Politicians should be held accountable when their pet experiments fail

Frank Coffield

The closure of a third ‘free’ school, this time in Durham, raises some very serious issues for our whole education system and for our democracy. The coalition government invested £900,000 of taxpayers’ money in the Durham free school for only 34 students when it opened in September 2013. Now after five terms it has attracted only 94 pupils, and almost five times as much resource is being spent on these pupils than on those in Durham’s comprehensive schools. This is a failed experiment in state sponsored inequality. Is there not enough inequality in England without the Department of Education deliberately adding to it?

Nor should we be surprised that some of the parents who have sent their children to the school leap to its defence. They argue that they are acting as good parents by placing them in much smaller classes, but they react badly to being told they are behaving like bad citizens by trying to secure unjustifiable advantages over other parents whose children attend local schools. These parents are also learning a hard lesson, namely that the administration of ‘free’ schools is deeply undemocratic. They are controlled directly by the Secretary of State who can close down a school as quickly as she sets one up without consulting anyone. An Ofsted inspection of the school found that, despite all the extra resources, it is ‘inadequate’ in all the aspects examined; and the Secretary of State considered the weaknesses so irredeemable that she has decided to close it.

The people I feel for in this debacle are the pupils who were removed from their friendship groups, sent to the ‘free’ school and now have to be found a place, with the help of the local authority, in local schools which have to pick up all the pieces. So politicians have at last found a role for local authorities after years of denigration, namely, to rescue those pupils who have been failed by Tory experimentation.

I also predict that no politician will be held accountable for the massive disruption in the education of these pupils. Michael Gove, the chief architect of this debacle, has already been removed from the Department for Education; he has walked away scot-free. King and Crewe  point to this lack of accountability as one of the main reasons why our politicians are so prone to repeating avoidable blunders. Politicians of all parties should be made to explain what steps they have taken to safeguard the interest of students (or other users of services, such as patients) before they implement their pet initiative, in case it fails.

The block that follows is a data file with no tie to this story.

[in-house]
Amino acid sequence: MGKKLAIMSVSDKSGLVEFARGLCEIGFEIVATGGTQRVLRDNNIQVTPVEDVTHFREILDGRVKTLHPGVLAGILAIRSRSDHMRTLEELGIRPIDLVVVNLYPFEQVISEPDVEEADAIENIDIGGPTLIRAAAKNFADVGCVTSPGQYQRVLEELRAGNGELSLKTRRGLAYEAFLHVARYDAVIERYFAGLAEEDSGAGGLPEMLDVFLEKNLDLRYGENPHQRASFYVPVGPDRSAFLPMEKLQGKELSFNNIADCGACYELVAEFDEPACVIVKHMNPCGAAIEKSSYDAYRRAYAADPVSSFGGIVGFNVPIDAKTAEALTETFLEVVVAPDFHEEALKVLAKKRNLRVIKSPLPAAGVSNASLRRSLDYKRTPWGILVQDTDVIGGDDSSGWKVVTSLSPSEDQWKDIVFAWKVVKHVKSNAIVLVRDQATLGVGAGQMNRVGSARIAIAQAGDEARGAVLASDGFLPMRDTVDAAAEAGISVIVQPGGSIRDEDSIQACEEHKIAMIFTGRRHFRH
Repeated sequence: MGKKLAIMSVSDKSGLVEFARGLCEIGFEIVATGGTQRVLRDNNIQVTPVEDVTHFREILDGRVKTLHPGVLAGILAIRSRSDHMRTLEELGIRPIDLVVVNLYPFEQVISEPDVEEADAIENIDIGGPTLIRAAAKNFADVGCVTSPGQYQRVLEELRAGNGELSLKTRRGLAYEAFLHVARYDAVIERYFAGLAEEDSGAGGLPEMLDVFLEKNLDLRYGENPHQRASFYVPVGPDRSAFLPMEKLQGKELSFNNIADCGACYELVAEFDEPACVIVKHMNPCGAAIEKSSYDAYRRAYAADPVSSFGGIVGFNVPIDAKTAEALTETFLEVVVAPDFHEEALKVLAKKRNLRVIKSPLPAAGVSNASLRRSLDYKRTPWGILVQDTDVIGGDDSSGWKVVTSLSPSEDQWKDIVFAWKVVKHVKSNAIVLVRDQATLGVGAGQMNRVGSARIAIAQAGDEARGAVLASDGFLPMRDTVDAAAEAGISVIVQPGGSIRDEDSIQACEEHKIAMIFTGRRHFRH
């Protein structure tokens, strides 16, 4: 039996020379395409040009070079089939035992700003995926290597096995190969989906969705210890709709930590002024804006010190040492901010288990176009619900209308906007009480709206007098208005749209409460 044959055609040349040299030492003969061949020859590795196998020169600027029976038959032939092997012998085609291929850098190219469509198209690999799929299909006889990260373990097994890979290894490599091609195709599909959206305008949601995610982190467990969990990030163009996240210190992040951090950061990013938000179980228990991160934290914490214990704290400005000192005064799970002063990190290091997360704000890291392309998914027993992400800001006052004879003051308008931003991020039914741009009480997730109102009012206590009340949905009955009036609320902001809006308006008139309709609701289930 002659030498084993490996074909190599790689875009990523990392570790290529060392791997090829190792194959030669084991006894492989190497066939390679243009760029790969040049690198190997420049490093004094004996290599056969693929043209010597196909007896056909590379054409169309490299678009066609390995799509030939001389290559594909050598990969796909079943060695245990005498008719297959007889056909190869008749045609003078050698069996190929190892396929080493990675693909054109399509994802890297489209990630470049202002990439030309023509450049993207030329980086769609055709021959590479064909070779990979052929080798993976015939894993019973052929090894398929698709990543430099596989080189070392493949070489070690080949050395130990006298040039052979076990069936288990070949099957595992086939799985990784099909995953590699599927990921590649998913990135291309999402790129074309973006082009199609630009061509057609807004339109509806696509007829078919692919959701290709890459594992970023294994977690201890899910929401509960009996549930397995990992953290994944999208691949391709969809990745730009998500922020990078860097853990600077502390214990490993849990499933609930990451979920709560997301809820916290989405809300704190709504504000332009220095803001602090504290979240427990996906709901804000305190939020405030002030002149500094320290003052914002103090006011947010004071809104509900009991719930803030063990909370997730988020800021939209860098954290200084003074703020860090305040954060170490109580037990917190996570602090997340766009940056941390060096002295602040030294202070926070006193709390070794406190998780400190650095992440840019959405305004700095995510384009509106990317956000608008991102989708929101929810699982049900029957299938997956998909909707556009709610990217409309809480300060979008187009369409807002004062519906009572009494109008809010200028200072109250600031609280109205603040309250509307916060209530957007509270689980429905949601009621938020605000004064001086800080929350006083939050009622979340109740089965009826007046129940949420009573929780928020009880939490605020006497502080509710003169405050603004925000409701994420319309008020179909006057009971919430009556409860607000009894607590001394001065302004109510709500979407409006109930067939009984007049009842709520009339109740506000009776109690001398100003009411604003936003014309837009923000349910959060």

Finally, in a democracy we have the right to be told exactly how much this latest disaster has cost us as taxpayers But more important than the money is the damage done to the pupils and the spirit of community in Durham. Education at its best brings citizens and families together so that all can flourish. The ‘free’ school in Durham has brought division, inequality and heartache to families and educational failure.

Frank Coffield is Emeritus Professor of Education. His latest book is Beyond Bulimic Learning: improving teaching in FE (Institute of Education Press)

Tagged with: , ,
Posted in Education policy, Schools
5 comments on “Politicians should be held accountable when their pet experiments fail
  1. Lynne Hignett says:

    An unforgiveable travesty damaging all parties concerned. Government should not be allowed to meddle in the processes of education.

  2. Peter Tymms says:

    Politicians should indeed be held accountable for their actions. They question is How? One possible way forward is to tie their pensions to some measurable outcome, which they saw as important as it changes over time. It is hard to see what this would be but Gove saw the PISA results as important and perhaps that would be a good place to start.

    • Frank Coffield says:

      An interesting suggestion, Peter, that I had not thought of. The people who are so keen to make everyone else accountable always seem to escape accountability themselves.
      I have a suggestion to make: why not use the ancient Athenian procedure of demanding from all Ministers at the end of their term of office that they are made publicly to answer two questions: was your use of public money in the best interest of the public? and what were the achievements and failures of your time in office? What do you think?

  3. Dr. Sue Burroughs-Lange says:

    I wholeheartedly support Frank Coffield’s call for politicians to be held to account for innovation they put in place that is shown to be ill-founded, expensive and bordering on ‘criminal’ neglect of their duty of care to children in our schools.
    If £900,00 had been directed to funding those innovations which have demonstrated success in tackling the difficult questions e.g of how to give each and every child the means of becoming literate, then 3,000 young children making poor progress in the poorest of contexts would have been given a different trajectory for their lives – the chance to break the cycle of deprivation of opportunity and of means of self-improvement.’ Every Child a Reader’ and Reading Recovery showed this was possible. The evidence is in. Retrieve Mr Gove’s madness with a proven investment.

  4. Frank Coffield says:

    An excellent suggestion, Sue, which I will incorporate into an extended version of this blog…with due acknowledgements of its author, of course.

Leave a Reply

Fill in your details below or click an icon to log in:

WordPress.com Logo

You are commenting using your WordPress.com account. Log Out / Change )

Twitter picture

You are commenting using your Twitter account. Log Out / Change )

Facebook photo

You are commenting using your Facebook account. Log Out / Change )

Google+ photo

You are commenting using your Google+ account. Log Out / Change )

Connecting to %s

@IOE_London

Enter your email address

Want to keep up with IOE research?